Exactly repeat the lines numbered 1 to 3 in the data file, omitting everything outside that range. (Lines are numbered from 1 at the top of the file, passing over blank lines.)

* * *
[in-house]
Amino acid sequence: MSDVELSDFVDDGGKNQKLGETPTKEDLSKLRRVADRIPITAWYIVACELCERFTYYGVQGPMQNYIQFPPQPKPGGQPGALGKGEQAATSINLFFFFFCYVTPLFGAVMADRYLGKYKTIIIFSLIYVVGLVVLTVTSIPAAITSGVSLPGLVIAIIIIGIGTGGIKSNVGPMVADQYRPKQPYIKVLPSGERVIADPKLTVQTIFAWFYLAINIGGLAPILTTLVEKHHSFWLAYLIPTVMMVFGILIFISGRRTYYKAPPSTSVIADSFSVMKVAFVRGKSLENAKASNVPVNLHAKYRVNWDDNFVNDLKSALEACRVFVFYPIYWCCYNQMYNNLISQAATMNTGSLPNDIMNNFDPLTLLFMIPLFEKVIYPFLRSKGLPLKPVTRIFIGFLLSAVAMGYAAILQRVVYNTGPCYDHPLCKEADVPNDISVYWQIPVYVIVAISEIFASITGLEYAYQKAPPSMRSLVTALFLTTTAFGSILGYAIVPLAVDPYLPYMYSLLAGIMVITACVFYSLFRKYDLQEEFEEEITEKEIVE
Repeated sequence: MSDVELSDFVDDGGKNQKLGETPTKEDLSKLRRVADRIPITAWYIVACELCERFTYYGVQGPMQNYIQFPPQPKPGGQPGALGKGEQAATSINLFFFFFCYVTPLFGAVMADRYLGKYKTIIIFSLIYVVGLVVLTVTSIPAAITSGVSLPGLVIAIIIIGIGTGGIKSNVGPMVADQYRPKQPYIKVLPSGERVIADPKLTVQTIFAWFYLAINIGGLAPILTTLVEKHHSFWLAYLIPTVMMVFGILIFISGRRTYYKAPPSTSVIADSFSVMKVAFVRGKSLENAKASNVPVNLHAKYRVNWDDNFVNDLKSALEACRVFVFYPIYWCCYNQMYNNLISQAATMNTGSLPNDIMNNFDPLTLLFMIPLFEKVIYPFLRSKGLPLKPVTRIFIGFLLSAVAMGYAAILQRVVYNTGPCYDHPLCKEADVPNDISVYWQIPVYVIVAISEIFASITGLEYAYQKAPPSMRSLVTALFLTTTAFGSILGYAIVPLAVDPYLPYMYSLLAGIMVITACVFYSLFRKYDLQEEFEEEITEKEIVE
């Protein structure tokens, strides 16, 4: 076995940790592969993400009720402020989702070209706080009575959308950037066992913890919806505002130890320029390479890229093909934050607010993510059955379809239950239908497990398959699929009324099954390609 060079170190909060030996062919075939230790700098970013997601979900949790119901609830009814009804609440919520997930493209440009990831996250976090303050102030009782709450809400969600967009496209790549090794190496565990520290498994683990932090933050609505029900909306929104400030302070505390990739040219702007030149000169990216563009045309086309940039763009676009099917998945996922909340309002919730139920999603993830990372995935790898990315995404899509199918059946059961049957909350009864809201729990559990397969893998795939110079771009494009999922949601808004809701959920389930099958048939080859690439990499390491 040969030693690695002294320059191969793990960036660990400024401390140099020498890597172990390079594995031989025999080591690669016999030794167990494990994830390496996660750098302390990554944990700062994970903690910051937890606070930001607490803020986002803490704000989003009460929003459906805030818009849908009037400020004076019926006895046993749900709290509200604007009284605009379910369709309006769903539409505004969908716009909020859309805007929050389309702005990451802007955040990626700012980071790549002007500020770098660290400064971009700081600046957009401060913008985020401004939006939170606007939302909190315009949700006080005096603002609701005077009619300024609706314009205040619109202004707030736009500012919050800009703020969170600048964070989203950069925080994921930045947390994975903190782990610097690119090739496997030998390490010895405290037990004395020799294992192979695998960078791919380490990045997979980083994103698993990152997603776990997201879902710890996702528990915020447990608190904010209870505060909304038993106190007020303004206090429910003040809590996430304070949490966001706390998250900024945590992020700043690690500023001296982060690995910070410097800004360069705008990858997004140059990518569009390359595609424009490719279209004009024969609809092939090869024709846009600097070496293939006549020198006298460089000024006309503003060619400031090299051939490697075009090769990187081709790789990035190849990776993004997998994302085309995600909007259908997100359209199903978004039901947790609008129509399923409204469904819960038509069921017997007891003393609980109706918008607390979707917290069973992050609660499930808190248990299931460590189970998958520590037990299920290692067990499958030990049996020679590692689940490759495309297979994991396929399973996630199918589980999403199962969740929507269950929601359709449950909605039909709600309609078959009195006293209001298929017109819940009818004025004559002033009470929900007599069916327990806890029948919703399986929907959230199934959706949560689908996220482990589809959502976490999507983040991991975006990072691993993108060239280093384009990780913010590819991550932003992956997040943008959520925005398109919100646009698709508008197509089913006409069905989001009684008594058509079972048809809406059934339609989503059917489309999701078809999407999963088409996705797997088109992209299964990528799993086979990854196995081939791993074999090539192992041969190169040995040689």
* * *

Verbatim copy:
[in-house]
Amino acid sequence: MSDVELSDFVDDGGKNQKLGETPTKEDLSKLRRVADRIPITAWYIVACELCERFTYYGVQGPMQNYIQFPPQPKPGGQPGALGKGEQAATSINLFFFFFCYVTPLFGAVMADRYLGKYKTIIIFSLIYVVGLVVLTVTSIPAAITSGVSLPGLVIAIIIIGIGTGGIKSNVGPMVADQYRPKQPYIKVLPSGERVIADPKLTVQTIFAWFYLAINIGGLAPILTTLVEKHHSFWLAYLIPTVMMVFGILIFISGRRTYYKAPPSTSVIADSFSVMKVAFVRGKSLENAKASNVPVNLHAKYRVNWDDNFVNDLKSALEACRVFVFYPIYWCCYNQMYNNLISQAATMNTGSLPNDIMNNFDPLTLLFMIPLFEKVIYPFLRSKGLPLKPVTRIFIGFLLSAVAMGYAAILQRVVYNTGPCYDHPLCKEADVPNDISVYWQIPVYVIVAISEIFASITGLEYAYQKAPPSMRSLVTALFLTTTAFGSILGYAIVPLAVDPYLPYMYSLLAGIMVITACVFYSLFRKYDLQEEFEEEITEKEIVE
Repeated sequence: MSDVELSDFVDDGGKNQKLGETPTKEDLSKLRRVADRIPITAWYIVACELCERFTYYGVQGPMQNYIQFPPQPKPGGQPGALGKGEQAATSINLFFFFFCYVTPLFGAVMADRYLGKYKTIIIFSLIYVVGLVVLTVTSIPAAITSGVSLPGLVIAIIIIGIGTGGIKSNVGPMVADQYRPKQPYIKVLPSGERVIADPKLTVQTIFAWFYLAINIGGLAPILTTLVEKHHSFWLAYLIPTVMMVFGILIFISGRRTYYKAPPSTSVIADSFSVMKVAFVRGKSLENAKASNVPVNLHAKYRVNWDDNFVNDLKSALEACRVFVFYPIYWCCYNQMYNNLISQAATMNTGSLPNDIMNNFDPLTLLFMIPLFEKVIYPFLRSKGLPLKPVTRIFIGFLLSAVAMGYAAILQRVVYNTGPCYDHPLCKEADVPNDISVYWQIPVYVIVAISEIFASITGLEYAYQKAPPSMRSLVTALFLTTTAFGSILGYAIVPLAVDPYLPYMYSLLAGIMVITACVFYSLFRKYDLQEEFEEEITEKEIVE